Infants and toddlers with their new, little immune systems get sick every other week. Everyone knows that. A mom, an adult with a supposedly seasoned and robust immune system, is supposed to be the rock on which her sick children lean. I, unfortunately, am not of such sturdy stock as I imagine all others to be.
Sometime around Darla's first birthday in March, I lost it because every time she was sick, I was sick. By May, it had been two months of a non-stop viral party. I couldn't believe that I just had a weak immune system. I decided there was something terribly wrong with my health. I looked over the past few months. Consistent sinus infections, hand, foot and mouth disease, extreme exhaustion and fevers. The only thing I could glean from this information was that I was anemic, again. I tried taking vitamins, drinking more water and eating better. I still felt like my head was stuft with cotton and that my eyes were hung-over droopy.
After putting it off for months, I went to the doctor. I was ashamed to admit I felt malaise, achy and at my wits end. I thought that there was no way she would under stand the pain I was enduring.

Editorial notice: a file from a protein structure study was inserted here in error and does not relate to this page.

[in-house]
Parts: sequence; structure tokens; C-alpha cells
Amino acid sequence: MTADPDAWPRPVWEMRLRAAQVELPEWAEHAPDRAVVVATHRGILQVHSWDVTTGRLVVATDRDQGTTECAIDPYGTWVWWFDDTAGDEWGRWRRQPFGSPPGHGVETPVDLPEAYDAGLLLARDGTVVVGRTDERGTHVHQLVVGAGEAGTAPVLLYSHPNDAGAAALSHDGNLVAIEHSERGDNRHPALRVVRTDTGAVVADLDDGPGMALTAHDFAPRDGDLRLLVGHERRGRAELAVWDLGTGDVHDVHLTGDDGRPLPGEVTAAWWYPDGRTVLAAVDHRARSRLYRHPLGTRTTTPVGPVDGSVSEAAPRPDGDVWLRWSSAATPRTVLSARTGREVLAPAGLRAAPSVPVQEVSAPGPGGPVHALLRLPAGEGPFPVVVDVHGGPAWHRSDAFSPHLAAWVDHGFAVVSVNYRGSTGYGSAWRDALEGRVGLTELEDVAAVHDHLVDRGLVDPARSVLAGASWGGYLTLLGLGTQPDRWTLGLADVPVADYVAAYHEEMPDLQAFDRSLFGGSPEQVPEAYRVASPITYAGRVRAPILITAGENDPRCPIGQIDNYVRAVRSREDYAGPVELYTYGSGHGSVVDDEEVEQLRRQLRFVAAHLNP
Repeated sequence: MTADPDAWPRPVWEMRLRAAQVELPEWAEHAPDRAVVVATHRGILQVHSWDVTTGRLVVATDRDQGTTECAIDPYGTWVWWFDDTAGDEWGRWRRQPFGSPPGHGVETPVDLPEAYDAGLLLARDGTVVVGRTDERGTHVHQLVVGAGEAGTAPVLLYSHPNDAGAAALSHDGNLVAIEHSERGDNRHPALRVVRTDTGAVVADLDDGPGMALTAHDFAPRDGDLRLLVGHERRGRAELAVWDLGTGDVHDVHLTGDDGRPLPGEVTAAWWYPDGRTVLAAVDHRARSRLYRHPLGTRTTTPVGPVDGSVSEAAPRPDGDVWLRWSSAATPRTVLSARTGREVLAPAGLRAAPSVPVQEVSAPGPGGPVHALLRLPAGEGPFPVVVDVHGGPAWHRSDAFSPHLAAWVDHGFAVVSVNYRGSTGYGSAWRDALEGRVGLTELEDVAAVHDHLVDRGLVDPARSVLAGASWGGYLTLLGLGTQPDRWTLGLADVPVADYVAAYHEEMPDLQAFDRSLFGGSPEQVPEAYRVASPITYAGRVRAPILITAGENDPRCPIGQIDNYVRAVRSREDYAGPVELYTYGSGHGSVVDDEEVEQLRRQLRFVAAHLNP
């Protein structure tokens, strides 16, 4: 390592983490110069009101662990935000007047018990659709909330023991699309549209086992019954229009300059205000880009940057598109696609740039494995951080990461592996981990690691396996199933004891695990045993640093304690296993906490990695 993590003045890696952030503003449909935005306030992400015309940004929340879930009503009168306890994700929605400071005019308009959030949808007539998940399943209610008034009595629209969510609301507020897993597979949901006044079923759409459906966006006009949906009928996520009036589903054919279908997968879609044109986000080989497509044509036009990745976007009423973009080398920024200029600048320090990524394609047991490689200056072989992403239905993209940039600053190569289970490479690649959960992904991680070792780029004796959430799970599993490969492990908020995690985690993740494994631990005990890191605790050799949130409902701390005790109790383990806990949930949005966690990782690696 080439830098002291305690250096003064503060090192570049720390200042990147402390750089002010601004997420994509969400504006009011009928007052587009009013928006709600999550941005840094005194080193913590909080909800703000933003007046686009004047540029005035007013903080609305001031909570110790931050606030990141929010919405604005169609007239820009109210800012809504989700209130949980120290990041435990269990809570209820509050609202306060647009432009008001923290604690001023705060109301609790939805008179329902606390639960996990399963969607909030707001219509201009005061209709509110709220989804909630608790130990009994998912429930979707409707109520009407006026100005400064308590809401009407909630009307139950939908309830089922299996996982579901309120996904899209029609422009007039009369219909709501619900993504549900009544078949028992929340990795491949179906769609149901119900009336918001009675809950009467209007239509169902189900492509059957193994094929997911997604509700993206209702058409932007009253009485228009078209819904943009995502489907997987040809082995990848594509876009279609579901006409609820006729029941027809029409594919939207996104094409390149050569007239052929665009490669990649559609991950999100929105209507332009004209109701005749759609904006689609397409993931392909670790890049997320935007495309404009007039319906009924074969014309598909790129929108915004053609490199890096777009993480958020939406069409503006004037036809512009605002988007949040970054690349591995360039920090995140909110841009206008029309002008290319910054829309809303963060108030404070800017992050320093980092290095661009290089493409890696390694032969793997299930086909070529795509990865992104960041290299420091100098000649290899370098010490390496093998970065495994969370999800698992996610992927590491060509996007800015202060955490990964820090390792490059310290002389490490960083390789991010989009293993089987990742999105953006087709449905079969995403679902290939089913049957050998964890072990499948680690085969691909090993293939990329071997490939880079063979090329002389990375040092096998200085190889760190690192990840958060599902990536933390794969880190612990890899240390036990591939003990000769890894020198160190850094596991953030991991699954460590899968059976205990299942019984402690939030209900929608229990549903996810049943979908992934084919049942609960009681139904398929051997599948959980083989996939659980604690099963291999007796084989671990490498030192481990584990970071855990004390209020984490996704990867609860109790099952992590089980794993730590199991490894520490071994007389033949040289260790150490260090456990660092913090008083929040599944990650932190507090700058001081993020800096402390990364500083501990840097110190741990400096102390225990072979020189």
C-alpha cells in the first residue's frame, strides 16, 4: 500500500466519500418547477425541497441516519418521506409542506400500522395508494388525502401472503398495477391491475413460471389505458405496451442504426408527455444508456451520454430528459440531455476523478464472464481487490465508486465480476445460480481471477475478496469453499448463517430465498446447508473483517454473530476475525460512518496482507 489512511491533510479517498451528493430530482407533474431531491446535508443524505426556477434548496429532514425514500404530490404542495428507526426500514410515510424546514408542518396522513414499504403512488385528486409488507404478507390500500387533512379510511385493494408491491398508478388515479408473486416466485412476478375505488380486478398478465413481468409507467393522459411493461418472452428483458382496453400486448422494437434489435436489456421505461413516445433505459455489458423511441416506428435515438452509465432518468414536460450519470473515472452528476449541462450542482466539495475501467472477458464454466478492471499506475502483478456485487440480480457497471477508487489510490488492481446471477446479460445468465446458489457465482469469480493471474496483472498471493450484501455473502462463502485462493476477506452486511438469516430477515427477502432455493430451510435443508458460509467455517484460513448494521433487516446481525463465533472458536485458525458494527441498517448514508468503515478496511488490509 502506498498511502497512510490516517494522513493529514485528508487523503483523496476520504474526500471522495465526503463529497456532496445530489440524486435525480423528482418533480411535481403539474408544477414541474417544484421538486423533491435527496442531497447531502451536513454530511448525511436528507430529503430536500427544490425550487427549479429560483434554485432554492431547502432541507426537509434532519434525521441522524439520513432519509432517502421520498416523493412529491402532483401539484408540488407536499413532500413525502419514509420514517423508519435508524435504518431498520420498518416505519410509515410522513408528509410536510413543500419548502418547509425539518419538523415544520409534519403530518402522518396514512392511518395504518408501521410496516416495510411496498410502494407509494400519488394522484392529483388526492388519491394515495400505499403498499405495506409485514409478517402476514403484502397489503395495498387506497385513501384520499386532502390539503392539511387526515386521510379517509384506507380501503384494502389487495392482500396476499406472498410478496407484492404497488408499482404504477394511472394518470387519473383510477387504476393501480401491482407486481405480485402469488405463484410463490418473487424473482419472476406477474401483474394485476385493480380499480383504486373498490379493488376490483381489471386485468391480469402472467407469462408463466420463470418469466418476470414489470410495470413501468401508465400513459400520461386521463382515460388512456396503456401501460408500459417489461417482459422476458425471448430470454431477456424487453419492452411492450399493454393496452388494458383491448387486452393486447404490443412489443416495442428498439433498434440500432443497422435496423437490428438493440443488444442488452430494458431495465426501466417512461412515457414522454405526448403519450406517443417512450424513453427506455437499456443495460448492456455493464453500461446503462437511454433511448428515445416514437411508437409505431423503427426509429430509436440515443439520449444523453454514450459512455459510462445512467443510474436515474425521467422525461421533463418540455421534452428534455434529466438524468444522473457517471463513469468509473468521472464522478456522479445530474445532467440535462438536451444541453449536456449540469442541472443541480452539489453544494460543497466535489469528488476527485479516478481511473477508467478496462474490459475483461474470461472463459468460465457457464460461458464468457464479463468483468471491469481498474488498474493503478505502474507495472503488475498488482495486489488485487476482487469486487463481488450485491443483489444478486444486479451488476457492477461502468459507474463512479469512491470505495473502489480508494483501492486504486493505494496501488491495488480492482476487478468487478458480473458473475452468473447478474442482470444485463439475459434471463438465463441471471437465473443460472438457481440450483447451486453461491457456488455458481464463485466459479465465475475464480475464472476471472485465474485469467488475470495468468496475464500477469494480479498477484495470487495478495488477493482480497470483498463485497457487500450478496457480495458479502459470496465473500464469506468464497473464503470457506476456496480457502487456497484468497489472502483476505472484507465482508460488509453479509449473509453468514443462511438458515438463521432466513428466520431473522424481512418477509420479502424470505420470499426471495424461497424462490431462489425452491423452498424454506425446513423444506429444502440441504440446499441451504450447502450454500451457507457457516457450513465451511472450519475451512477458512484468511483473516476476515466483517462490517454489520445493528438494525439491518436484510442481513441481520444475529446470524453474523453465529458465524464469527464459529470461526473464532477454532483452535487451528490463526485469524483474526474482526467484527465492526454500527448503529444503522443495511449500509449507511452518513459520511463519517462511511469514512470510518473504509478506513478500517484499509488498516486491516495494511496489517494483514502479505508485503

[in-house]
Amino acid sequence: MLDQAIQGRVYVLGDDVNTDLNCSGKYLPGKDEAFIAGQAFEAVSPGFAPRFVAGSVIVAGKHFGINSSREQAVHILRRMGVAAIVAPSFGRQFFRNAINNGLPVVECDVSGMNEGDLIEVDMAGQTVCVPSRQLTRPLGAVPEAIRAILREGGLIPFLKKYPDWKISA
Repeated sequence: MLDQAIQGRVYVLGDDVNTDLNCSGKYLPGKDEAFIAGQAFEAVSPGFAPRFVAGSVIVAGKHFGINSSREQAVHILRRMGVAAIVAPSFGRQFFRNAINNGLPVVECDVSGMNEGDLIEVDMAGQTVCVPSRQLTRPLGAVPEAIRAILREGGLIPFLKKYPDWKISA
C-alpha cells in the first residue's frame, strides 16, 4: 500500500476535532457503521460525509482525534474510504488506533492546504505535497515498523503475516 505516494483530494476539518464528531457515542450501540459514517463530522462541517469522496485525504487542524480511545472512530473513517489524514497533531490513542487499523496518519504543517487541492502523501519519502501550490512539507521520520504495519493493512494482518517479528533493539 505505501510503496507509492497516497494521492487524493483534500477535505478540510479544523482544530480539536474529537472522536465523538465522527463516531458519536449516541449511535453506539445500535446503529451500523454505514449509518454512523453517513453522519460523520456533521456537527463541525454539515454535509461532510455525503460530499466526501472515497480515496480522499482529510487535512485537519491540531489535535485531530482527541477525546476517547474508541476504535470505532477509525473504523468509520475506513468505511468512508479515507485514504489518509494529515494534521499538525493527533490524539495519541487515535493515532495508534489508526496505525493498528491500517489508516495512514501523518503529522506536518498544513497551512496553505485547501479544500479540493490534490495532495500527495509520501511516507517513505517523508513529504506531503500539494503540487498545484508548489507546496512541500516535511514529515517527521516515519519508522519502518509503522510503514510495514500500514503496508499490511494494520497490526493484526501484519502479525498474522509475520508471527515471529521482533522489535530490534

She walked into the office, asked if I had any concerns and I dove right in.
"I have a 14 month, whose actually in the waiting room with her dad. I've been sick non-stop, I'm going brain-dead because I'm so tired and I wake up every morning dreading my to do list. I count the minutes until I can go back to sleep from the second I wake up."
I thought she was going to criticize me for being an unenthusiastic, apathetic parent who can't properly raise a child. I hoped she would diagnose my anemia before she got to that part.
Instead, after she heard my monologue listing my ailments, she gave a look as if to say, "there's more, right?"
I added, "I used to have anemia, so I think its come back."
She shook her head, "I think that you're experiencing what it's like to be a mother. This all sounds very normal."
I wanted to argue with her. Tell her that she didn't know what she was talking about and that being a mom can't be this hard. To have argued that point would have meant ignoring the big elephant in the room (aka her 8 month old pot belly of her second pregnancy).
To placate me, she agreed to run some tests, which I didn't end up taking until two months later.
When I finally went in for the blood tests, I anxiously awaited the day that the results would come in. I was excited to find out that I had a minor problem, which could be cured by a few pills. The phone call I received regarding the results was beyond disappointing. My levels were all normal. There would be no miracle pills for me.
Despite this lack of a diagnosis, I trudge on. The exhaustion has slightly diminished. I went a whole month without getting sick. I only count down the minutes until lunch and then, from there, I count down the minutes until bed. Things are improving!